Paper Chase


As if it’s not dire enough here in Detroit, looks like we’re about to lose daily home delivery of our two city newspapers the Detroit News and the Detroit Free Press. Those of us who dart out jammie-clad in the early morning for our daily dose of news and mayhem will only have to make that trip thrice weekly now — Thursday, Friday and Sunday. Abbreviated versions of the papers will still be available on newsstands but for who knows how long. Readers are expected and encouraged to go online for the web version.

Except I don’t want to read an entire newspaper on my computer first thing in the morning. It’s one thing to dribble an errant a spoonful of milk on the front page of the Freep. No way I’ll risk short-circuiting my keyboard. And besides, I’m online enough. I don’t particularly want more face time with my computer screen. You and I are at least digitally comfortable. Those who aren’t will likely be sidelined altogether. And I won’t even get into the deeper staff cuts this move presages.

Newspaper. How many years before the word itself is relegated to that dustbin of archaic phrases, destined to keep company with “dialing the phone,” “rolling down the window” and “pension”?

“Grandma!” my grandchild will one day exclaim. “Were you really alive when the news was printed on paper? Wasn’t that a waste of natural resources? Didn’t it bug you not to be able to link right away to what you really wanted to read?”

How will I explain the langorous pleasure of moseying from page to page? Or the rustling give and take my husband and I used to share as we traded sections with each other? I will befuddle my Gen-Net grandchild with tales of dashing out to the driveway to “get the paper” and how I used to cut out and mail articles that I thought would interest her mom, away at college.

This grandchild will never understand that the phrase “newspaper chains” not only referred to print media conglomerates but was the unsung metaphor for the way we readers once maintained links to our community.

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6 thoughts on “Paper Chase

  1. Cindy L

    Great post, Debra … I’m in process of writing about this too, right now. It’s just plain sad. There’s SO much free content (both good and bad) on the Internet, that readers aren’t bothering to renew their subscriptions anymore.

    Generation Jones — and older folks — will miss the scent and feel of newsprint and the luster of magazine pages … but the younger ones? Not so much. They cut their teeth on computer keyboards, and they don’t miss the feel of good reading material. Why purchase what they can get for free on their computers — and not even have to recycle?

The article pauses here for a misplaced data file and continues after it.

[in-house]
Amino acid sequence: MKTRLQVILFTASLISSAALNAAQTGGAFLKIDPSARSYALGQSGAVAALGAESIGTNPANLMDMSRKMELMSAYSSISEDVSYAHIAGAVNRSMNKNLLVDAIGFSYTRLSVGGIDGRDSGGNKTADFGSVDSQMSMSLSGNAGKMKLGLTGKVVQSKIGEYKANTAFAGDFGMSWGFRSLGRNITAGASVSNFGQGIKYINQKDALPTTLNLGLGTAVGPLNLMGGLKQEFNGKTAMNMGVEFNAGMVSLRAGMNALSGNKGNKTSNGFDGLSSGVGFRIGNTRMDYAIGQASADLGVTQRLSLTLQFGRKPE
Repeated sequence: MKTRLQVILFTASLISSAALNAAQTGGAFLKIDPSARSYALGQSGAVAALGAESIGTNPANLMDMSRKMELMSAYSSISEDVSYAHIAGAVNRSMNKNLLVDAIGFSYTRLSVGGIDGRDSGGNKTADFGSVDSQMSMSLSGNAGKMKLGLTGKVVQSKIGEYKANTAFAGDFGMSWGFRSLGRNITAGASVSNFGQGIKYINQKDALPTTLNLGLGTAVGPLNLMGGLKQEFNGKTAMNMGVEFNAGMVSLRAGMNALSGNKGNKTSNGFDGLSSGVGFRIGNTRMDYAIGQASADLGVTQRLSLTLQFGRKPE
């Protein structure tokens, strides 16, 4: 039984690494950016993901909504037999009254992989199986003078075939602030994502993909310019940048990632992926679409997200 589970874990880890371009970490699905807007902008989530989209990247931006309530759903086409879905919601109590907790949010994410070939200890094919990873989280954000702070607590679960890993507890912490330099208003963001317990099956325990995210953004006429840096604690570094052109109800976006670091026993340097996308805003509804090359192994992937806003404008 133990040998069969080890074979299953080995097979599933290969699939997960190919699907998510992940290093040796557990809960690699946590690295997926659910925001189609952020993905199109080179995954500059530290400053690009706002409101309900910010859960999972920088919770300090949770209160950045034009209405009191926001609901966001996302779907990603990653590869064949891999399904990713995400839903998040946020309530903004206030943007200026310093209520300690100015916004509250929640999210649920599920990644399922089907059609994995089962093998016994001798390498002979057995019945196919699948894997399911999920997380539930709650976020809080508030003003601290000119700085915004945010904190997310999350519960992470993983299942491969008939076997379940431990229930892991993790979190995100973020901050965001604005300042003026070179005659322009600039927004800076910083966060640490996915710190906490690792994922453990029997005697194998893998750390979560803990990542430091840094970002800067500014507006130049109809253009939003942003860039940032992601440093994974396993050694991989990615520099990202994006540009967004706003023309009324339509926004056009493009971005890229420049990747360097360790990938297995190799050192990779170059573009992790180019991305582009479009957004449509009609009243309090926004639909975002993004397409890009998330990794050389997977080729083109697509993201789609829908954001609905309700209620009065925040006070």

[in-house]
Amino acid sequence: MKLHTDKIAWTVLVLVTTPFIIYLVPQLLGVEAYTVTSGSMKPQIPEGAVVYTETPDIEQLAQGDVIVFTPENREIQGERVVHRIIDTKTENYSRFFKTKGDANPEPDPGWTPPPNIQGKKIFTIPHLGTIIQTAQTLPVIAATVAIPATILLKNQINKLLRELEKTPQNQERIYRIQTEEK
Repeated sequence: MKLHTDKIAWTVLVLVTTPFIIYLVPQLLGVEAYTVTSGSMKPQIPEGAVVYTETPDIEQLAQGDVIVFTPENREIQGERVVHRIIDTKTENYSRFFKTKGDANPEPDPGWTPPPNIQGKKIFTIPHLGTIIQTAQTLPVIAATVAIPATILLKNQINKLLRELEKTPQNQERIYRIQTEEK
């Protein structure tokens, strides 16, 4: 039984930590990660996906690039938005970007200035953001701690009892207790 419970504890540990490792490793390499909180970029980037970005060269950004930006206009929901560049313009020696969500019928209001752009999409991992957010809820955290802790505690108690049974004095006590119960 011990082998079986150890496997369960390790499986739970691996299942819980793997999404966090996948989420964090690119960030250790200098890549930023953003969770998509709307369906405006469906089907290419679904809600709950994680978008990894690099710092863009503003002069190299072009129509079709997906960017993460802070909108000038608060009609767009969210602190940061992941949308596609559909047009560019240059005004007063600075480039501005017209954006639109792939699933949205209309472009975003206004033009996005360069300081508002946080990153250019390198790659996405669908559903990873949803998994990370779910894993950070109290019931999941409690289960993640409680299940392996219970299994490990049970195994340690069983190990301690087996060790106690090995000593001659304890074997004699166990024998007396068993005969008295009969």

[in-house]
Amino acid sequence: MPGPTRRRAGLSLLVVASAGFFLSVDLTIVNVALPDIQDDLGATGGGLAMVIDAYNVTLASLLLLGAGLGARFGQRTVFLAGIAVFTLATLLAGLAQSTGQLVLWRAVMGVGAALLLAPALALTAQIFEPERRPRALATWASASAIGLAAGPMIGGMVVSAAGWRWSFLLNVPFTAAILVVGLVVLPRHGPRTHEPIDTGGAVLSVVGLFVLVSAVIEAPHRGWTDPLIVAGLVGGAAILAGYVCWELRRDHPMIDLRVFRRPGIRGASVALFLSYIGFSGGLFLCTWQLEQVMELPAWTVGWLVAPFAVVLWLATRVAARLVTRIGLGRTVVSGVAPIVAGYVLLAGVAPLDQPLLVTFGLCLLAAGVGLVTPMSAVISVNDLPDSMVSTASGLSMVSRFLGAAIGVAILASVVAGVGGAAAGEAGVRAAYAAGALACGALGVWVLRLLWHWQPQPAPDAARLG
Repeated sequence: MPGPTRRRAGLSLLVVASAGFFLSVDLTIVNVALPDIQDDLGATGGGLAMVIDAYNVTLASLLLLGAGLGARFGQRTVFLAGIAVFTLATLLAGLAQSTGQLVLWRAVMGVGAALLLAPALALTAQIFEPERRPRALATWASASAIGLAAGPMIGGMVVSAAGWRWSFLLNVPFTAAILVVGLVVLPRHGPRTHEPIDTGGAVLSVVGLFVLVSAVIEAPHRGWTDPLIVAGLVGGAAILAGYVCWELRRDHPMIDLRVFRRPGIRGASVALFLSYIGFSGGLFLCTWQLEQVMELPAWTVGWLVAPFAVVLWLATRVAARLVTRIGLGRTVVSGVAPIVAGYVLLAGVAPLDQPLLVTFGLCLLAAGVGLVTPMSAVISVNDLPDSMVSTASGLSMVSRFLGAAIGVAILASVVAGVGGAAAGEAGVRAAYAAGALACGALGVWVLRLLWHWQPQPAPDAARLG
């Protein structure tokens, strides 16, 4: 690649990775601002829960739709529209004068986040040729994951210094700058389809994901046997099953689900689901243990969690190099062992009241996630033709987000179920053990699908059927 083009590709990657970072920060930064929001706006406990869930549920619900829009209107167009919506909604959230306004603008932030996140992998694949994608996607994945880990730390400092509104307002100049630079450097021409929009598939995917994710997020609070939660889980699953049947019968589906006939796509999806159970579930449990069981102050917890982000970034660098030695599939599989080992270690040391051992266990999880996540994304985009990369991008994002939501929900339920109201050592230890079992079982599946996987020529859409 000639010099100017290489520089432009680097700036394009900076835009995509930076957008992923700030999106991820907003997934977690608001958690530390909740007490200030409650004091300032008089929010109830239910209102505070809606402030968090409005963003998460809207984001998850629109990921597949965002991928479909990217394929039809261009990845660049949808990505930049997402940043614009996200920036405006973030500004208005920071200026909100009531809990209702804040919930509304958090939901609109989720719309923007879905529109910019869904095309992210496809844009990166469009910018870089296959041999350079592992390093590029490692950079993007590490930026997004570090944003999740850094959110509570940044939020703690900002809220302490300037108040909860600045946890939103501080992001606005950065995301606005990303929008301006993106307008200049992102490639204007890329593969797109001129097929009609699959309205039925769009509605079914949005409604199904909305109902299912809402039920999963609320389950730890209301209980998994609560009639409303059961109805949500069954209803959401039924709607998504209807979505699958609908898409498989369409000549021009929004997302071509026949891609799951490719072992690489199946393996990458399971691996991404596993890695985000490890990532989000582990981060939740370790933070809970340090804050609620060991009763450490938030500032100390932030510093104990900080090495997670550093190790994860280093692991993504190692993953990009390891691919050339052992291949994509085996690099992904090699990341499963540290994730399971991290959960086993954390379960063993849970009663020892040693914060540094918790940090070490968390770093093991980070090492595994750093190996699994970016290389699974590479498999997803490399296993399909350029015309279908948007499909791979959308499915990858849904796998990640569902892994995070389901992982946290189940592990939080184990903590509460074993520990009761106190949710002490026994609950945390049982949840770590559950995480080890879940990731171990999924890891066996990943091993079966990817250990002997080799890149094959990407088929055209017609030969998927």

Sadly, I have many, many editor friends, newspaper staffers, and magazine journalists whose jobs are obsolete or in peril. Markets are shrinking for freelancers like us, too. Christian Science Monitor — one of my favorite markets — is going paperless in April of 2009. And on it goes.

  2. Only the Half of It

    I am torn. My first response is how sad it is to lose the hard copies but my eco-conscience says it’s a good move.
    That said, I do worry about those less technologically inclined losing their daily read. I wonder if the paper will gain the number of readers that they will for sure lose by going on line. Hard to say.
    I also wonder if they care about losing those readers. It all seems so dog-eat-dog in the world today. It’s all about the bottom line and who advertisers can reach. So many are marginalized for that reason.

  3. Barney

    Hi All…….Just heard about this TRAVESTY (albeit not a totally surprising one) from my partner. I’m 47, and most definitely a proud part of the “Generation Jones”…and LOVE with a PASSION my Detroit Free Press. I can only see thousands, if not TENS of thousands of people being left out in the literal cold with this move. Everyone does NOT yet have a pc, and as Only the Half of it wrote, I feel for them, and I MOST definitely don’t want to have to spend yet MORE time on the computer just to read the damn newspaper!!! Right now, I feel one whole HELLUVA’ lot older than my 47 years with this bad news….the world is changing TOO much and TOO fast. As Debra put it, she loves the actual physical paper itself, as I do. It’s literally a huge part of the foundation of our daily life, no less. And to lose any of it, EVEN if it is replaced with an “abbreviated” (BARF YUCK) version, which I’m positive will most likely be clearly inferior to me & all those like me, my beloved Free Press will have a Very Tough Time retaining my readership……SIGH….stop the world…..I wanna’ get off :-(((

  4. Cindy La Ferle

    Debra —
    I think I told you that I am a syndicated blogger on 50-something Moms, part of the Silicon Valley Moms group. I’ve written a very personal rant/blog post on this topic — newspapers in peril — which should appear on 50-somethings on Thursday this week. Here’s the link, in the meanwhile:
    I’ll also link to the post, when it appears, on my Facebook page.

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